And while the harm from the use of the drugs themselves will not simply disappear when prohibition is ended, the sheer level of destructiveness currently associated with addiction in particular would also drop substantially, as users would no longer be subject to the random impurities, and fluctuations in purity, that currently lead to poisonings and overdoses; and the high street prices drugs currently have would also drop, enabling many if not most addicts who are now driven to extreme behaviors like theft and prostitution to get the money to buy drugs to at least afford the habit through legal means of earning. Escalating the failed policy of prohibition won't accomplish this.

In the meanwhile let's at least cool it with these hare-brained ideas like drug offender registries. The continued stigmatization of people who have already been punished ought to be enough reason. But if it's not, the incredibly poor logic behind this idea ought to be. Do we really want to help kids find the drug dealers? I don't.

Overdose Deaths Outpacing Homicides in Philadelphia

The Philadelphia News reported Monday that despite the city having seen one of its deadliest weekends, drug overdoses, particularly from a batch of heroin laced with the even more powerful opiate fentanyl are claiming even more lives. The important thing to remember is that heroin users aren't dying simply because fentanyl is more potent than heroin. They are dying because the substance they are buying on the black market is more powerful than they believe it to be -- they think they are getting heroin, or if they're not sure they crave their fix so strongly that they are willing to take the chance. The illegal drug supply is uncertain in this way, because it is illegal, and for no other reason. Among legalization's many benefits will be increased safety for users, particularly addicts, and fewer accidental deaths. Send a letter to the editor to views@phillynews.com.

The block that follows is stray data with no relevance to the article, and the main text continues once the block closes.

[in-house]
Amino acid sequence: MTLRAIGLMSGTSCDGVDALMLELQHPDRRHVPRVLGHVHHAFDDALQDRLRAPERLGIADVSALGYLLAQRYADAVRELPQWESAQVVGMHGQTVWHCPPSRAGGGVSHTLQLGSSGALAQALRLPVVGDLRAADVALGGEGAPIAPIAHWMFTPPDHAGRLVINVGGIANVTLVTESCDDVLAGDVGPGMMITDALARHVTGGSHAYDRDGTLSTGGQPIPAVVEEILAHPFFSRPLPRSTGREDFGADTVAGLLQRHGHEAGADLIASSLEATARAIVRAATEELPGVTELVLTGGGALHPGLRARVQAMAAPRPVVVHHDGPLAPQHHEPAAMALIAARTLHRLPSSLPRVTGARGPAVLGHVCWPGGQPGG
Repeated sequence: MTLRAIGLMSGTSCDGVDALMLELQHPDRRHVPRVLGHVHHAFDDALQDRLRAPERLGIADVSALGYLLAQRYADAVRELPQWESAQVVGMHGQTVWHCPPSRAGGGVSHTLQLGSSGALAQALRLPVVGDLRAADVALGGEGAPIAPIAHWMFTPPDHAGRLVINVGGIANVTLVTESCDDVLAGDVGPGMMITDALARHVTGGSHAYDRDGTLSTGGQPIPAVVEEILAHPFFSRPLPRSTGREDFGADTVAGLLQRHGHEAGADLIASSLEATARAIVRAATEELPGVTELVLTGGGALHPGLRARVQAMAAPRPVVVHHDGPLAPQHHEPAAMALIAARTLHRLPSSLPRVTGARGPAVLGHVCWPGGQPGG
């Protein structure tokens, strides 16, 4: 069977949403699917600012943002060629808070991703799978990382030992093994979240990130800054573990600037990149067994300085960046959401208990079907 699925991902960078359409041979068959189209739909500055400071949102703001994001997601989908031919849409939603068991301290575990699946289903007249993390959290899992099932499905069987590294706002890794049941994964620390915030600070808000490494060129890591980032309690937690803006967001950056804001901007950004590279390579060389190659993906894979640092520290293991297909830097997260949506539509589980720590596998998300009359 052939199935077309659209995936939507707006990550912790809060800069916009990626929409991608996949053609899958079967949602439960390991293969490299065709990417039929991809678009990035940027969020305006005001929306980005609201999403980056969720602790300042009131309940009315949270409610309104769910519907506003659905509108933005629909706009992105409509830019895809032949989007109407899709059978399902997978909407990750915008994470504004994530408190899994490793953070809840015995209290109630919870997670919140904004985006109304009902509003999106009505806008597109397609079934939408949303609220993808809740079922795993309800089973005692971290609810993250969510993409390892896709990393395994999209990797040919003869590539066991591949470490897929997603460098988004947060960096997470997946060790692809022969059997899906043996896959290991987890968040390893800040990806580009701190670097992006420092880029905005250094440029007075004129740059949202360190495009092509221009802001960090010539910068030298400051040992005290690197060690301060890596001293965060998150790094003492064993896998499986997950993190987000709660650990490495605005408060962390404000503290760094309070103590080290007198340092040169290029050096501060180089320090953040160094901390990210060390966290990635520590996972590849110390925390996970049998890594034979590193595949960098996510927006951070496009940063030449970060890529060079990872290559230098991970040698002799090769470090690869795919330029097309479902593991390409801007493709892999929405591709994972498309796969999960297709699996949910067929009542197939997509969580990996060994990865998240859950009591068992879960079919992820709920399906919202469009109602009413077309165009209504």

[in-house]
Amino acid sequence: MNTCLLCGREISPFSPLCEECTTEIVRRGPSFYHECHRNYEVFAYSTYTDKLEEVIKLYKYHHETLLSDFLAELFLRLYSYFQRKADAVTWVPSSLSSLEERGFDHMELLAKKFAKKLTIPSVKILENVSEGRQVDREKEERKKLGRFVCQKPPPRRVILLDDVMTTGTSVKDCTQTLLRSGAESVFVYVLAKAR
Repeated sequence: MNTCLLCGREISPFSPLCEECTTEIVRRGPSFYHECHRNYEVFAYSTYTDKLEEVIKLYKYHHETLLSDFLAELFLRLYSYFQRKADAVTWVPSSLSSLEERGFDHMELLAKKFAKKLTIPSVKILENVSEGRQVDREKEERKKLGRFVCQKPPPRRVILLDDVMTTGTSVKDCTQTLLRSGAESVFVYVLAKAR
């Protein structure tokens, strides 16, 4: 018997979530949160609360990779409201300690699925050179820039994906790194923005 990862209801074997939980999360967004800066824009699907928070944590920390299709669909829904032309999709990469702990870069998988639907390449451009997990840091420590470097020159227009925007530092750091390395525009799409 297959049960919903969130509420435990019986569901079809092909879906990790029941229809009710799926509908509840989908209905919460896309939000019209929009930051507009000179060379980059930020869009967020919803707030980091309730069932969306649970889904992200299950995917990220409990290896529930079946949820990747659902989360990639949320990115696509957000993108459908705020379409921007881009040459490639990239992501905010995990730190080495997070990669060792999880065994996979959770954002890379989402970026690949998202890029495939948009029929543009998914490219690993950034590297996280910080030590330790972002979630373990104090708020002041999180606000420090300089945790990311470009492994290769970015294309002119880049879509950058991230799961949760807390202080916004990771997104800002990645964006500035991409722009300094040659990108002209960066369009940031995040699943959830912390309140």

Location: 
Philadelphia, PA
United States

Police: Maryland Has Tainted Heroin

Location: 
United States
Publication/Source: 
Associated Press
URL: 
http://www.wjla.com/news/stories/0706/345220.html

Greens Call for Heroin Import Trial (Australia)

Location: 
United States
URL: 
http://www.news.com.au/heraldsun/story/0,21985,19815713-5005961,00.html

Vancouver MP Libby Davies Urges Campaign to Save Safe Injection Site